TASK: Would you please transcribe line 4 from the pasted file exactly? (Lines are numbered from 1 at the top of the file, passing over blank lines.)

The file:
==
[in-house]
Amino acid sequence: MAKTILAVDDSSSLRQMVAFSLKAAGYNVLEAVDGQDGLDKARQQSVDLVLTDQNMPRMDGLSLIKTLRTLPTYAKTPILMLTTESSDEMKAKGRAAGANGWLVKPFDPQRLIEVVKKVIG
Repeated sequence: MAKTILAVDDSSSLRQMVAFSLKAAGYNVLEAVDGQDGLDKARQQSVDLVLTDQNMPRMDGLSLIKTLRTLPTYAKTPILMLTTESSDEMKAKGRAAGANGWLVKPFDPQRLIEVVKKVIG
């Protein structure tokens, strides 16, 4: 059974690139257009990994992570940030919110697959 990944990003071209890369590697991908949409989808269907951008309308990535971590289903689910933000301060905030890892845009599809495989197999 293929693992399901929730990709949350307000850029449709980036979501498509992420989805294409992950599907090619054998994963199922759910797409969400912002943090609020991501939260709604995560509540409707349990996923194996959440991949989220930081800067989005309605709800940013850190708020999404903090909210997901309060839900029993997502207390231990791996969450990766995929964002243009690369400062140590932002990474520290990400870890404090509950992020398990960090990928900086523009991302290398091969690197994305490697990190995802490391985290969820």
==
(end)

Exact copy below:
């Protein structure tokens, strides 16, 4: 059974690139257009990994992570940030919110697959 990944990003071209890369590697991908949409989808269907951008309308990535971590289903689910933000301060905030890892845009599809495989197999 293929693992399901929730990709949350307000850029449709980036979501498509992420989805294409992950599907090619054998994963199922759910797409969400912002943090609020991501939260709604995560509540409707349990996923194996959440991949989220930081800067989005309605709800940013850190708020999404903090909210997901309060839900029993997502207390231990791996969450990766995929964002243009690369400062140590932002990474520290990400870890404090509950992020398990960090990928900086523009991302290398091969690197994305490697990190995802490391985290969820």